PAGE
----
Global equities recorded small gains in the second quarter, although the end of the period was characterized by extreme volatility due to the United Kingdom's vote to leave the European Union (EU), also known as Brexit. Developed European markets generally declined in the second quarter, most notably Austria, Ireland, and Italy. In Japan, the stronger yen helped deliver gains to U.S. dollar investors, but in local currency terms, Japanese equities sold off. Emerging markets stocks were mixed.
The Global Growth Stock Fund returned 0.43% in the quarter compared with 1.19% for the MSCI All Country World Index and 0.70% for the Lipper Global Multi-Cap Growth Funds Average. For the 12 months ended June 30, 2016, the fund returned −3.79% versus −3.17% for the MSCI All Country World Index and −5.29% for the Lipper Global Multi-Cap Growth Funds Average. The fund's average annual total returns were −3.79%, 6.74%, and 15.32% for the 1-, 5-, and Since Inception (10/27/2008) periods, respectively, as of June 30, 2016. The fund's expense ratio was 1.15% as of its fiscal year ended October 31, 2015.
For up-to-date standardized total returns, including the most recent month-end performance, please click on the Performance tab, above.
Current performance may be lower or higher than the quoted past performance, which cannot guarantee future results.
Share price, principal value, and return will vary and you may have a gain or loss when you sell your shares.
The Global Growth Stock Fund charges a 2%
redemption fee on shares held 90 days or less.
The performance information shown does not reflect the deduction of the redemption fee;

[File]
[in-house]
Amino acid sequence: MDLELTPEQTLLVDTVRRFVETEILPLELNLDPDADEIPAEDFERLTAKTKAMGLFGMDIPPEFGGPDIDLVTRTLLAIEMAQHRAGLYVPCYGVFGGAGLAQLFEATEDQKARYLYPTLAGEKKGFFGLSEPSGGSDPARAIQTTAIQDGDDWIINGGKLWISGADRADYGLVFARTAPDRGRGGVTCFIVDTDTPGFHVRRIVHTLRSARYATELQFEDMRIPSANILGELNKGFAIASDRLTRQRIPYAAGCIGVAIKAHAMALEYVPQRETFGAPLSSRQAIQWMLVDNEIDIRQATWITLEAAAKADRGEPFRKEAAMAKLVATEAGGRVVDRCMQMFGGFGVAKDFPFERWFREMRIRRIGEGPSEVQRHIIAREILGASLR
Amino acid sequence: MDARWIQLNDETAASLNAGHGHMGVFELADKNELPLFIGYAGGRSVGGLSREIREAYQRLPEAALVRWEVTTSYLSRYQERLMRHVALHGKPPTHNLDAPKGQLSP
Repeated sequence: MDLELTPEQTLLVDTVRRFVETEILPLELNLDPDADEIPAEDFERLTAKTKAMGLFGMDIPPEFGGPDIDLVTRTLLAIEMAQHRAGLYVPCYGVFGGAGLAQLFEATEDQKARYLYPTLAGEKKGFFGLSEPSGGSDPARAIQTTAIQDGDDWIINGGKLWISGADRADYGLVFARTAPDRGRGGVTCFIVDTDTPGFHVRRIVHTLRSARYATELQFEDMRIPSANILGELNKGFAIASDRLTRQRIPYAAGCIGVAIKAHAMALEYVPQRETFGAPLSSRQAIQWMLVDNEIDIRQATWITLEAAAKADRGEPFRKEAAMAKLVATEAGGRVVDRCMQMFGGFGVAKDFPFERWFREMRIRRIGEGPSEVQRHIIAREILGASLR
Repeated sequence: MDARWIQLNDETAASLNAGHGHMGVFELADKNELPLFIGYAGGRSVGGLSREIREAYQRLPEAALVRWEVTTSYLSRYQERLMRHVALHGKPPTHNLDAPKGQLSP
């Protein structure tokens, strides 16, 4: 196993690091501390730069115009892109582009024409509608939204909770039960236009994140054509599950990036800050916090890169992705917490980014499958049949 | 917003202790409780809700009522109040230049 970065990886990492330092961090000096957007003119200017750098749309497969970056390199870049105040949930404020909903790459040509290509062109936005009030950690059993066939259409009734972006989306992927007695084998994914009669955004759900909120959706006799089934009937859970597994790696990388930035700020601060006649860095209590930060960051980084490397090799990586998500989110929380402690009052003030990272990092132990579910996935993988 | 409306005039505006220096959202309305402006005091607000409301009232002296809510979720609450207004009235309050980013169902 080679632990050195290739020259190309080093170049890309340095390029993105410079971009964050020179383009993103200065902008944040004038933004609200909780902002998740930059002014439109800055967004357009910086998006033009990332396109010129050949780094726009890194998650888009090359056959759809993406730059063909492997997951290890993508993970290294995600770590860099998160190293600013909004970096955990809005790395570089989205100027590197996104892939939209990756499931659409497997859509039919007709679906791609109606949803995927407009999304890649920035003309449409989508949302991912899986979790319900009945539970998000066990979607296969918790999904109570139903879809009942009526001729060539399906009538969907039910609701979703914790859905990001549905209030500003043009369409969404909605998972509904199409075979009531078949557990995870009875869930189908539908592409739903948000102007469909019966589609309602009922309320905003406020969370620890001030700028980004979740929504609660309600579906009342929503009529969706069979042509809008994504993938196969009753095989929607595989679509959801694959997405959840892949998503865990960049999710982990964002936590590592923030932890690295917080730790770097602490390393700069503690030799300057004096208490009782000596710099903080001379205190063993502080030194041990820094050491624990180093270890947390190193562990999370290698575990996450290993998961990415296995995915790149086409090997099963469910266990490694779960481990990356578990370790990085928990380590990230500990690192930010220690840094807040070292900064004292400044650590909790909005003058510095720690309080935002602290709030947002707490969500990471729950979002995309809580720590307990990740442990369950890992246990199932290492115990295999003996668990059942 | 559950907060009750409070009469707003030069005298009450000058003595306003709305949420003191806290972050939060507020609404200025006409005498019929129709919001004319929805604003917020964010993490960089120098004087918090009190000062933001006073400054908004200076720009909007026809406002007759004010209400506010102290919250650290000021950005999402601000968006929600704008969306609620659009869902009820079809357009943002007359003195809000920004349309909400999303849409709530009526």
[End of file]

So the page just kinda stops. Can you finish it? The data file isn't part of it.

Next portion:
if it did, the performance would be lower.
Our positioning at the sector level remains mostly neutral, but we remain overweight financials, an economically sensitive sector, as a counterbalance to our limited exposure to materials and energy. However, as it became clearer that we would be in a lower-growth, lower interest rate environment for longer, we trimmed our exposure to financials during the quarter. We added to our consumer staples holdings, investing in companies that are growing earnings and revenue while paying attractive dividends. Within health care, we trimmed our exposure to managed care companies. Given the ongoing monetary policy in Japan and the EU, we have maintained small hedges for the U.S. dollar, as we believe that depreciation of these local currencies is likely to impair the benefits we may get from investing in domestically oriented businesses in those currency regions.
Uncertainty remains high following the UK's vote to leave the EU. Any consequences will take time to understand, including the impact on the UK's economy in the near term as companies are expected to hold back investment. Ongoing stimulus form the European Central Bank is highly likely and affirms the views that interest rates are likely to remain low for a prolonged period of time, both in Europe and globally. In the U.S., growth, while very modest, remains better than much of the developed world. While equity valuations look less attractive in the U.S. than in other countries, we remain cautious on the return outlook and continue to seek stocks with earnings upside in a stable, but modest growth environment. Our longer-term outlook for Japan remains subdued. We continue to see divergence across fiscal conditions and monetary policies in emerging market economies, and much of our exposure is concentrated in five countries: Indonesia, the Philippines, India, Peru, and Mexico. In China, we continue to favor Internet and consumer-oriented companies with solid fundamentals and growing end markets, but we still have concerns about the weakness in the Chinese industrial sector.